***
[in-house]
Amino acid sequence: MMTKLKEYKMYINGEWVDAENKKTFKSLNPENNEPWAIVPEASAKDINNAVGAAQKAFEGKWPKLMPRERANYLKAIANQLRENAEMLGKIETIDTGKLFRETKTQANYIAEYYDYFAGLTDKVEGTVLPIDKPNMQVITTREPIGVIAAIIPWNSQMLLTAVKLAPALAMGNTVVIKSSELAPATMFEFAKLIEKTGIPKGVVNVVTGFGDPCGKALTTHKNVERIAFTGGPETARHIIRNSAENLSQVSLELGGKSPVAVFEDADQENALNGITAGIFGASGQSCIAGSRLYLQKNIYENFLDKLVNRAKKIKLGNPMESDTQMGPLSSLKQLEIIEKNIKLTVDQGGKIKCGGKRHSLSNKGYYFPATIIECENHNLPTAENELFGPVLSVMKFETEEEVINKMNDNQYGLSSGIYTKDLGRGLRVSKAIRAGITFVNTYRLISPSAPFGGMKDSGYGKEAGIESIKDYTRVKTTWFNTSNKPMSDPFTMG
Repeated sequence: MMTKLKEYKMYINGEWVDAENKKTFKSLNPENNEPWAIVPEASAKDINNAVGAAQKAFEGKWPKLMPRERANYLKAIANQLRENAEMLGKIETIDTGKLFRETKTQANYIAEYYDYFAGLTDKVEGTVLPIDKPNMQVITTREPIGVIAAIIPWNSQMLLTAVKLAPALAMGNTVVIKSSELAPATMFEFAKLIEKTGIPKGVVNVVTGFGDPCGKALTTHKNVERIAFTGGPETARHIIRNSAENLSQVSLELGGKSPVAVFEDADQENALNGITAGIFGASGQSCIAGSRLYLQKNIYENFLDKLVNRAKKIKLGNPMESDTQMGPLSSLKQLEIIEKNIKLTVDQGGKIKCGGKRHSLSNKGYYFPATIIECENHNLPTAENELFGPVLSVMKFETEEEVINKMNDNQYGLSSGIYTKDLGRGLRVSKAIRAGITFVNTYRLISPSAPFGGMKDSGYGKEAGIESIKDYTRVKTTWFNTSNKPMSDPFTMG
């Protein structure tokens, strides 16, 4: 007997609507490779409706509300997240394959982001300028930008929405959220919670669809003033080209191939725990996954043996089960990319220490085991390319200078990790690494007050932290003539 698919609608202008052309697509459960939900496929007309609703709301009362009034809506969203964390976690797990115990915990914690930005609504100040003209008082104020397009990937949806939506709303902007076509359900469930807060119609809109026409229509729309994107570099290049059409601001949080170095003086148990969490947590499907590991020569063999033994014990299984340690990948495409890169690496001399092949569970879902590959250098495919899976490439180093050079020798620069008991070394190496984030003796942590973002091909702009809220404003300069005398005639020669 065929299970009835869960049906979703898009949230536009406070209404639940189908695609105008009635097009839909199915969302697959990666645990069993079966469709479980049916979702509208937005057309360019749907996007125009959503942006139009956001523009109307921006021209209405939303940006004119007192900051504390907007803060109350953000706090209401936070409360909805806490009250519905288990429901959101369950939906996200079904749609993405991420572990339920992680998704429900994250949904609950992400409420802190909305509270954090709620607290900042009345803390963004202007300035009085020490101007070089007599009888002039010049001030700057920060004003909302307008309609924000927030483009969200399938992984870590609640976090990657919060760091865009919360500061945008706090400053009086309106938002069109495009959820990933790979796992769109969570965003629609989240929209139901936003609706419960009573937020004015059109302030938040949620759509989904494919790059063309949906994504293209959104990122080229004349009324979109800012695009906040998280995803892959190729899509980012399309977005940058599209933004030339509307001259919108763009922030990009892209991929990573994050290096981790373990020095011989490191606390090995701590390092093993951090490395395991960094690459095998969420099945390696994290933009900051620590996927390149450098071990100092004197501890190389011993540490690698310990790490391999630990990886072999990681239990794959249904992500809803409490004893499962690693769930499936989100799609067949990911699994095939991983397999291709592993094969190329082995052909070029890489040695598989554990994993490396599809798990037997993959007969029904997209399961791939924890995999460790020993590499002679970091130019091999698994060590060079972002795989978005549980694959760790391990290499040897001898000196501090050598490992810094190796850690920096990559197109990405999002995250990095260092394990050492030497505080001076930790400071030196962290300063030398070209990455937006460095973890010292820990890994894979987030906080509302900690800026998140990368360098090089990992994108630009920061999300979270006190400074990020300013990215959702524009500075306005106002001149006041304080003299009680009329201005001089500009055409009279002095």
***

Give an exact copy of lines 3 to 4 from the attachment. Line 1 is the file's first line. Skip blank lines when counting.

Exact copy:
Repeated sequence: MMTKLKEYKMYINGEWVDAENKKTFKSLNPENNEPWAIVPEASAKDINNAVGAAQKAFEGKWPKLMPRERANYLKAIANQLRENAEMLGKIETIDTGKLFRETKTQANYIAEYYDYFAGLTDKVEGTVLPIDKPNMQVITTREPIGVIAAIIPWNSQMLLTAVKLAPALAMGNTVVIKSSELAPATMFEFAKLIEKTGIPKGVVNVVTGFGDPCGKALTTHKNVERIAFTGGPETARHIIRNSAENLSQVSLELGGKSPVAVFEDADQENALNGITAGIFGASGQSCIAGSRLYLQKNIYENFLDKLVNRAKKIKLGNPMESDTQMGPLSSLKQLEIIEKNIKLTVDQGGKIKCGGKRHSLSNKGYYFPATIIECENHNLPTAENELFGPVLSVMKFETEEEVINKMNDNQYGLSSGIYTKDLGRGLRVSKAIRAGITFVNTYRLISPSAPFGGMKDSGYGKEAGIESIKDYTRVKTTWFNTSNKPMSDPFTMG
């Protein structure tokens, strides 16, 4: 007997609507490779409706509300997240394959982001300028930008929405959220919670669809003033080209191939725990996954043996089960990319220490085991390319200078990790690494007050932290003539 698919609608202008052309697509459960939900496929007309609703709301009362009034809506969203964390976690797990115990915990914690930005609504100040003209008082104020397009990937949806939506709303902007076509359900469930807060119609809109026409229509729309994107570099290049059409601001949080170095003086148990969490947590499907590991020569063999033994014990299984340690990948495409890169690496001399092949569970879902590959250098495919899976490439180093050079020798620069008991070394190496984030003796942590973002091909702009809220404003300069005398005639020669 065929299970009835869960049906979703898009949230536009406070209404639940189908695609105008009635097009839909199915969302697959990666645990069993079966469709479980049916979702509208937005057309360019749907996007125009959503942006139009956001523009109307921006021209209405939303940006004119007192900051504390907007803060109350953000706090209401936070409360909805806490009250519905288990429901959101369950939906996200079904749609993405991420572990339920992680998704429900994250949904609950992400409420802190909305509270954090709620607290900042009345803390963004202007300035009085020490101007070089007599009888002039010049001030700057920060004003909302307008309609924000927030483009969200399938992984870590609640976090990657919060760091865009919360500061945008706090400053009086309106938002069109495009959820990933790979796992769109969570965003629609989240929209139901936003609706419960009573937020004015059109302030938040949620759509989904494919790059063309949906994504293209959104990122080229004349009324979109800012695009906040998280995803892959190729899509980012399309977005940058599209933004030339509307001259919108763009922030990009892209991929990573994050290096981790373990020095011989490191606390090995701590390092093993951090490395395991960094690459095998969420099945390696994290933009900051620590996927390149450098071990100092004197501890190389011993540490690698310990790490391999630990990886072999990681239990794959249904992500809803409490004893499962690693769930499936989100799609067949990911699994095939991983397999291709592993094969190329082995052909070029890489040695598989554990994993490396599809798990037997993959007969029904997209399961791939924890995999460790020993590499002679970091130019091999698994060590060079972002795989978005549980694959760790391990290499040897001898000196501090050598490992810094190796850690920096990559197109990405999002995250990095260092394990050492030497505080001076930790400071030196962290300063030398070209990455937006460095973890010292820990890994894979987030906080509302900690800026998140990368360098090089990992994108630009920061999300979270006190400074990020300013990215959702524009500075306005106002001149006041304080003299009680009329201005001089500009055409009279002095």